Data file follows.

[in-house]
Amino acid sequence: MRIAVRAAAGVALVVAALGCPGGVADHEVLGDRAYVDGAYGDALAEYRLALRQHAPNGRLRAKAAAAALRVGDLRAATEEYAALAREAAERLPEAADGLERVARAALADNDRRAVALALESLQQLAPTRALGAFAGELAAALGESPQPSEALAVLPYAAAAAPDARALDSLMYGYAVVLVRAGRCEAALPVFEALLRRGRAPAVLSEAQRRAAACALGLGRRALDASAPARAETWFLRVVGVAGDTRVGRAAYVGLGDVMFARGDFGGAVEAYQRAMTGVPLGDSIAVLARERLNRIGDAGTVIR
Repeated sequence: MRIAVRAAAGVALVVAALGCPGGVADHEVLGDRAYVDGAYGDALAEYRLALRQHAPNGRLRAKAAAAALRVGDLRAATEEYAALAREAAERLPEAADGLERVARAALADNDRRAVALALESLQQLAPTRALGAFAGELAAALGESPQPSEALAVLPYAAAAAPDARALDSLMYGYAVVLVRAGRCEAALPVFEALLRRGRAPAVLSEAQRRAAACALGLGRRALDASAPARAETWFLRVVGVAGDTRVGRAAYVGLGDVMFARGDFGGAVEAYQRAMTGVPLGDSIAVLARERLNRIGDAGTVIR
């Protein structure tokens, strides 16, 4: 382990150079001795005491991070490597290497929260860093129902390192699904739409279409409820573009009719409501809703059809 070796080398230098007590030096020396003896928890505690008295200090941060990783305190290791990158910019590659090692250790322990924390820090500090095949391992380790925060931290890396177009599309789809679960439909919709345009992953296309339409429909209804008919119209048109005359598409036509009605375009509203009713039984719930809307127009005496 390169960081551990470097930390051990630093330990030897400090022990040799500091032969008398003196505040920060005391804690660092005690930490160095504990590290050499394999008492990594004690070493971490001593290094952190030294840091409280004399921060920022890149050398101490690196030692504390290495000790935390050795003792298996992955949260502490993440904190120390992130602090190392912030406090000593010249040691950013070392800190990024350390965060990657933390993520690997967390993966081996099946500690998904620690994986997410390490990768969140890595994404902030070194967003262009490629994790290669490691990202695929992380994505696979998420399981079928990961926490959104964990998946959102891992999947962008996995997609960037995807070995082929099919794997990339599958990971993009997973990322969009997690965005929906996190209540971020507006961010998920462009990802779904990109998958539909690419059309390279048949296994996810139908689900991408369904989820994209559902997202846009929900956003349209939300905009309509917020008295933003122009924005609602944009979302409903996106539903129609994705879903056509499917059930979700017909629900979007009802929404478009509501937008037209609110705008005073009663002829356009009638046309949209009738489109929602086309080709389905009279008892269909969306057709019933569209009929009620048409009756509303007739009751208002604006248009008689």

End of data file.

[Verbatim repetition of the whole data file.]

[in-house]
Amino acid sequence: MRIAVRAAAGVALVVAALGCPGGVADHEVLGDRAYVDGAYGDALAEYRLALRQHAPNGRLRAKAAAAALRVGDLRAATEEYAALAREAAERLPEAADGLERVARAALADNDRRAVALALESLQQLAPTRALGAFAGELAAALGESPQPSEALAVLPYAAAAAPDARALDSLMYGYAVVLVRAGRCEAALPVFEALLRRGRAPAVLSEAQRRAAACALGLGRRALDASAPARAETWFLRVVGVAGDTRVGRAAYVGLGDVMFARGDFGGAVEAYQRAMTGVPLGDSIAVLARERLNRIGDAGTVIR
Repeated sequence: MRIAVRAAAGVALVVAALGCPGGVADHEVLGDRAYVDGAYGDALAEYRLALRQHAPNGRLRAKAAAAALRVGDLRAATEEYAALAREAAERLPEAADGLERVARAALADNDRRAVALALESLQQLAPTRALGAFAGELAAALGESPQPSEALAVLPYAAAAAPDARALDSLMYGYAVVLVRAGRCEAALPVFEALLRRGRAPAVLSEAQRRAAACALGLGRRALDASAPARAETWFLRVVGVAGDTRVGRAAYVGLGDVMFARGDFGGAVEAYQRAMTGVPLGDSIAVLARERLNRIGDAGTVIR
């Protein structure tokens, strides 16, 4: 382990150079001795005491991070490597290497929260860093129902390192699904739409279409409820573009009719409501809703059809 070796080398230098007590030096020396003896928890505690008295200090941060990783305190290791990158910019590659090692250790322990924390820090500090095949391992380790925060931290890396177009599309789809679960439909919709345009992953296309339409429909209804008919119209048109005359598409036509009605375009509203009713039984719930809307127009005496 390169960081551990470097930390051990630093330990030897400090022990040799500091032969008398003196505040920060005391804690660092005690930490160095504990590290050499394999008492990594004690070493971490001593290094952190030294840091409280004399921060920022890149050398101490690196030692504390290495000790935390050795003792298996992955949260502490993440904190120390992130602090190392912030406090000593010249040691950013070392800190990024350390965060990657933390993520690997967390993966081996099946500690998904620690994986997410390490990768969140890595994404902030070194967003262009490629994790290669490691990202695929992380994505696979998420399981079928990961926490959104964990998946959102891992999947962008996995997609960037995807070995082929099919794997990339599958990971993009997973990322969009997690965005929906996190209540971020507006961010998920462009990802779904990109998958539909690419059309390279048949296994996810139908689900991408369904989820994209559902997202846009929900956003349209939300905009309509917020008295933003122009924005609602944009979302409903996106539903129609994705879903056509499917059930979700017909629900979007009802929404478009509501937008037209609110705008005073009663002829356009009638046309949209009738489109929602086309080709389905009279008892269909969306057709019933569209009929009620048409009756509303007739009751208002604006248009008689």